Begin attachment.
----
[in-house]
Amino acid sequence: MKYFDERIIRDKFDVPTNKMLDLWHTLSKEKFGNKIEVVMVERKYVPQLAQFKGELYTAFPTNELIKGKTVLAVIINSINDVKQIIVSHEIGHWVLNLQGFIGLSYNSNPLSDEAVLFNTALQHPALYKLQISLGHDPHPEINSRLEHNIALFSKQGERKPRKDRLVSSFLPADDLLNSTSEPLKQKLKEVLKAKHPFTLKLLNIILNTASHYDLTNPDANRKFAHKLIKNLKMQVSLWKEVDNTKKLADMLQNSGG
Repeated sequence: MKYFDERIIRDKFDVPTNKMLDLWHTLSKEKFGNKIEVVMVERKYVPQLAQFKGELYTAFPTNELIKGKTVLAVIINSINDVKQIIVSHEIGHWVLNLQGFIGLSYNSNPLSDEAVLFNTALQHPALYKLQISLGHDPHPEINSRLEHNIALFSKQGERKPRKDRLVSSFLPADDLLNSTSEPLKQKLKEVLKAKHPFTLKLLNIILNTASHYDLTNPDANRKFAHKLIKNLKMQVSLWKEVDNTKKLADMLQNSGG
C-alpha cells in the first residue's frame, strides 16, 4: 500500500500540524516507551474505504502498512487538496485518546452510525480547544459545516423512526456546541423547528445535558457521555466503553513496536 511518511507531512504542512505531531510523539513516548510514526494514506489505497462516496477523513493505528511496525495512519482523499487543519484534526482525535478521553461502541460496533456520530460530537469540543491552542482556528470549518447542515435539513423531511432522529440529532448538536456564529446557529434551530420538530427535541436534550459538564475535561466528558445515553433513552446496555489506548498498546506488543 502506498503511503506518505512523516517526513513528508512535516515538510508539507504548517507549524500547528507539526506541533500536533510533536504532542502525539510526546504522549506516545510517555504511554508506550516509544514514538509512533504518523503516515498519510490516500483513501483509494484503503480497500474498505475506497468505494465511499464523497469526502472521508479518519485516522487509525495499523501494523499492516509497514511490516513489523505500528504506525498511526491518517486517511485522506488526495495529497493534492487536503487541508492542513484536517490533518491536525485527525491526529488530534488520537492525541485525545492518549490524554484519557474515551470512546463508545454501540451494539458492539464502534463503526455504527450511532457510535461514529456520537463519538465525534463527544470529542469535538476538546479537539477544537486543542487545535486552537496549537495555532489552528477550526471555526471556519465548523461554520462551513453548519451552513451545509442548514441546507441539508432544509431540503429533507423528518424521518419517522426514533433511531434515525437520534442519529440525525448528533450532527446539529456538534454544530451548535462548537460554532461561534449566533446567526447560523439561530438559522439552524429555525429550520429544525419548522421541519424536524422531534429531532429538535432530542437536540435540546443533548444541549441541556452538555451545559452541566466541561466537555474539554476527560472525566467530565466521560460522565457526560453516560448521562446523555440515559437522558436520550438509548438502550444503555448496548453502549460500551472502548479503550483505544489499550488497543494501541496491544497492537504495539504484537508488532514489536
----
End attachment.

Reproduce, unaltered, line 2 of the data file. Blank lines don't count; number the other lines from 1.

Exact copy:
Amino acid sequence: MKYFDERIIRDKFDVPTNKMLDLWHTLSKEKFGNKIEVVMVERKYVPQLAQFKGELYTAFPTNELIKGKTVLAVIINSINDVKQIIVSHEIGHWVLNLQGFIGLSYNSNPLSDEAVLFNTALQHPALYKLQISLGHDPHPEINSRLEHNIALFSKQGERKPRKDRLVSSFLPADDLLNSTSEPLKQKLKEVLKAKHPFTLKLLNIILNTASHYDLTNPDANRKFAHKLIKNLKMQVSLWKEVDNTKKLADMLQNSGG